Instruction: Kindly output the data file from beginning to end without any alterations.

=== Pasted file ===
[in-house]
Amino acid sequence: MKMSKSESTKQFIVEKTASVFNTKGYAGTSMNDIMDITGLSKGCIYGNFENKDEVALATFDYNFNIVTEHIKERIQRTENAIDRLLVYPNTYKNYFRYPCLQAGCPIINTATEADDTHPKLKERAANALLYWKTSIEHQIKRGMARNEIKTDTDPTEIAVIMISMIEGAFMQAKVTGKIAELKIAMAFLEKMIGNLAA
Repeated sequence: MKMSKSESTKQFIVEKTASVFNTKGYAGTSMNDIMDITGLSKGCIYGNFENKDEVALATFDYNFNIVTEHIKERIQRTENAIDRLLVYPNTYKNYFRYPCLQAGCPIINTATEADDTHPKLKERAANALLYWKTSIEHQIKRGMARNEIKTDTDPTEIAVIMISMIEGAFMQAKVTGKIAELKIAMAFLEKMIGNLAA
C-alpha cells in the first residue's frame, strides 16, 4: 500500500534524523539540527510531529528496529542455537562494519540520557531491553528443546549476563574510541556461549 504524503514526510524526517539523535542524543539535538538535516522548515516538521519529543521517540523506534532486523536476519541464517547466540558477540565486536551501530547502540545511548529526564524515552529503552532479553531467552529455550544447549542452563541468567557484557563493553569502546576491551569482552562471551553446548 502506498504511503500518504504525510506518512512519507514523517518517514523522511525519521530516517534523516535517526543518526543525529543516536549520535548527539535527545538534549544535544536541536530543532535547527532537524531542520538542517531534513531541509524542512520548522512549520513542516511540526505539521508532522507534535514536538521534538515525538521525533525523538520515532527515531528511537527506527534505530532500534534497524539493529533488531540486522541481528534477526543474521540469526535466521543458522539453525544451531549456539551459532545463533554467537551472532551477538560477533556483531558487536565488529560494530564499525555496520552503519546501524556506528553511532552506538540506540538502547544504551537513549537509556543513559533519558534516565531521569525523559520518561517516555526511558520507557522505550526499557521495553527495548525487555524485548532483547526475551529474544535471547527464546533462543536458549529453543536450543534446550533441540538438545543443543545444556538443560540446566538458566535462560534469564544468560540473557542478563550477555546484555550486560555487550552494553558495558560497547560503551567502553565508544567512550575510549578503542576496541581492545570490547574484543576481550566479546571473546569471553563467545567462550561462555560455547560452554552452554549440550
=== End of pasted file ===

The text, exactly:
[in-house]
Amino acid sequence: MKMSKSESTKQFIVEKTASVFNTKGYAGTSMNDIMDITGLSKGCIYGNFENKDEVALATFDYNFNIVTEHIKERIQRTENAIDRLLVYPNTYKNYFRYPCLQAGCPIINTATEADDTHPKLKERAANALLYWKTSIEHQIKRGMARNEIKTDTDPTEIAVIMISMIEGAFMQAKVTGKIAELKIAMAFLEKMIGNLAA
Repeated sequence: MKMSKSESTKQFIVEKTASVFNTKGYAGTSMNDIMDITGLSKGCIYGNFENKDEVALATFDYNFNIVTEHIKERIQRTENAIDRLLVYPNTYKNYFRYPCLQAGCPIINTATEADDTHPKLKERAANALLYWKTSIEHQIKRGMARNEIKTDTDPTEIAVIMISMIEGAFMQAKVTGKIAELKIAMAFLEKMIGNLAA
C-alpha cells in the first residue's frame, strides 16, 4: 500500500534524523539540527510531529528496529542455537562494519540520557531491553528443546549476563574510541556461549 504524503514526510524526517539523535542524543539535538538535516522548515516538521519529543521517540523506534532486523536476519541464517547466540558477540565486536551501530547502540545511548529526564524515552529503552532479553531467552529455550544447549542452563541468567557484557563493553569502546576491551569482552562471551553446548 502506498504511503500518504504525510506518512512519507514523517518517514523522511525519521530516517534523516535517526543518526543525529543516536549520535548527539535527545538534549544535544536541536530543532535547527532537524531542520538542517531534513531541509524542512520548522512549520513542516511540526505539521508532522507534535514536538521534538515525538521525533525523538520515532527515531528511537527506527534505530532500534534497524539493529533488531540486522541481528534477526543474521540469526535466521543458522539453525544451531549456539551459532545463533554467537551472532551477538560477533556483531558487536565488529560494530564499525555496520552503519546501524556506528553511532552506538540506540538502547544504551537513549537509556543513559533519558534516565531521569525523559520518561517516555526511558520507557522505550526499557521495553527495548525487555524485548532483547526475551529474544535471547527464546533462543536458549529453543536450543534446550533441540538438545543443543545444556538443560540446566538458566535462560534469564544468560540473557542478563550477555546484555550486560555487550552494553558495558560497547560503551567502553565508544567512550575510549578503542576496541581492545570490547574484543576481550566479546571473546569471553563467545567462550561462555560455547560452554552452554549440550